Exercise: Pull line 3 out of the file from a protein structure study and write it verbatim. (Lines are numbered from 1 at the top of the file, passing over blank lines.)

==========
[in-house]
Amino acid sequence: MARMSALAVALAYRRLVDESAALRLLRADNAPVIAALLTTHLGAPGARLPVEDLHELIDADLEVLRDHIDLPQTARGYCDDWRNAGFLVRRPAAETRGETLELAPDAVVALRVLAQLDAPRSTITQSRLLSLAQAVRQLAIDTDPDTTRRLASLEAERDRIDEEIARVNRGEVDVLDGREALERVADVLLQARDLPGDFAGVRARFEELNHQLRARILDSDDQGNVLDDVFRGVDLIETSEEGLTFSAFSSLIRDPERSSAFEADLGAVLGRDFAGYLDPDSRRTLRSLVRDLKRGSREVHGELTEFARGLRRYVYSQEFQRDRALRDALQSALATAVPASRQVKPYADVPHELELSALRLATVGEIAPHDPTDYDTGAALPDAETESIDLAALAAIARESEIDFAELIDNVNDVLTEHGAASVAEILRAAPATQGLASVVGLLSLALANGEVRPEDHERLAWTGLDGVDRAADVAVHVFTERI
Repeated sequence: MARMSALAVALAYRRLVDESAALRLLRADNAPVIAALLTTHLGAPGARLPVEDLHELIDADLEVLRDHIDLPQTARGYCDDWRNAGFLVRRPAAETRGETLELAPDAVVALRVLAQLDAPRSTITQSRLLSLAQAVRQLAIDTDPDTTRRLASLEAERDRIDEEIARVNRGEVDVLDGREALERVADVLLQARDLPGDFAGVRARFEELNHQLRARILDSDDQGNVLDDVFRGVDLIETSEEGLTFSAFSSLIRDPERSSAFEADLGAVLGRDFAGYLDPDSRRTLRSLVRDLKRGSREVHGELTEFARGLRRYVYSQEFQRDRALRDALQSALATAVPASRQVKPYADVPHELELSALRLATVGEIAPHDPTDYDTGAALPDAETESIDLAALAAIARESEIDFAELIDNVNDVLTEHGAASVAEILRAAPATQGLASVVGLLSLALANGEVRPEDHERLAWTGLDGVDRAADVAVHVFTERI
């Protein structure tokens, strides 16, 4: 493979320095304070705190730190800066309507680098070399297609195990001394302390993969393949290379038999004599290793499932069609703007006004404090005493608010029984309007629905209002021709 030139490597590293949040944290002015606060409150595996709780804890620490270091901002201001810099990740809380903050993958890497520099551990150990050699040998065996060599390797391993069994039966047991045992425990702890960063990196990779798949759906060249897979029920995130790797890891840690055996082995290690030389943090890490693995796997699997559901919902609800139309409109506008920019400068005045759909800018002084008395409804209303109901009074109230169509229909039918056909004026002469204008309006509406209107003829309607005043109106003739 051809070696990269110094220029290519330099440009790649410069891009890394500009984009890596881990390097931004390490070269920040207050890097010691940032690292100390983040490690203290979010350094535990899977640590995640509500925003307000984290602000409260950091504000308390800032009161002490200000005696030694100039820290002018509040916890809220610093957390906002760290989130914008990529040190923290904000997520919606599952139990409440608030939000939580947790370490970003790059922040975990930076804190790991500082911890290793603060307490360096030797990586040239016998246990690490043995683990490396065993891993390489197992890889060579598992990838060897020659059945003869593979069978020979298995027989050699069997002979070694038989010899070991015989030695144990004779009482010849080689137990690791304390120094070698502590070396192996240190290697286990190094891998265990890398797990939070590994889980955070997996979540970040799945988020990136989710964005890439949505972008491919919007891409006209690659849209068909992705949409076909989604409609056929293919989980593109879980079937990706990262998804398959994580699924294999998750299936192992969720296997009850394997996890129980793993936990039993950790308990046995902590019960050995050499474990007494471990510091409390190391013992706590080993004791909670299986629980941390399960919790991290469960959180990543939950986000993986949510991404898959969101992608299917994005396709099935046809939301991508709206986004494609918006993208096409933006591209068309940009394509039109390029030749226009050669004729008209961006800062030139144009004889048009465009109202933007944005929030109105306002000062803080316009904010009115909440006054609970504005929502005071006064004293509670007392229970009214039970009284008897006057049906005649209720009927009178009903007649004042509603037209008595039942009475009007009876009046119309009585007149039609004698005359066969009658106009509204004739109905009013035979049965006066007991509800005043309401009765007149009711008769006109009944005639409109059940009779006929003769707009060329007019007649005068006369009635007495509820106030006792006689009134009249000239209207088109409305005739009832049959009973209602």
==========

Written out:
Repeated sequence: MARMSALAVALAYRRLVDESAALRLLRADNAPVIAALLTTHLGAPGARLPVEDLHELIDADLEVLRDHIDLPQTARGYCDDWRNAGFLVRRPAAETRGETLELAPDAVVALRVLAQLDAPRSTITQSRLLSLAQAVRQLAIDTDPDTTRRLASLEAERDRIDEEIARVNRGEVDVLDGREALERVADVLLQARDLPGDFAGVRARFEELNHQLRARILDSDDQGNVLDDVFRGVDLIETSEEGLTFSAFSSLIRDPERSSAFEADLGAVLGRDFAGYLDPDSRRTLRSLVRDLKRGSREVHGELTEFARGLRRYVYSQEFQRDRALRDALQSALATAVPASRQVKPYADVPHELELSALRLATVGEIAPHDPTDYDTGAALPDAETESIDLAALAAIARESEIDFAELIDNVNDVLTEHGAASVAEILRAAPATQGLASVVGLLSLALANGEVRPEDHERLAWTGLDGVDRAADVAVHVFTERI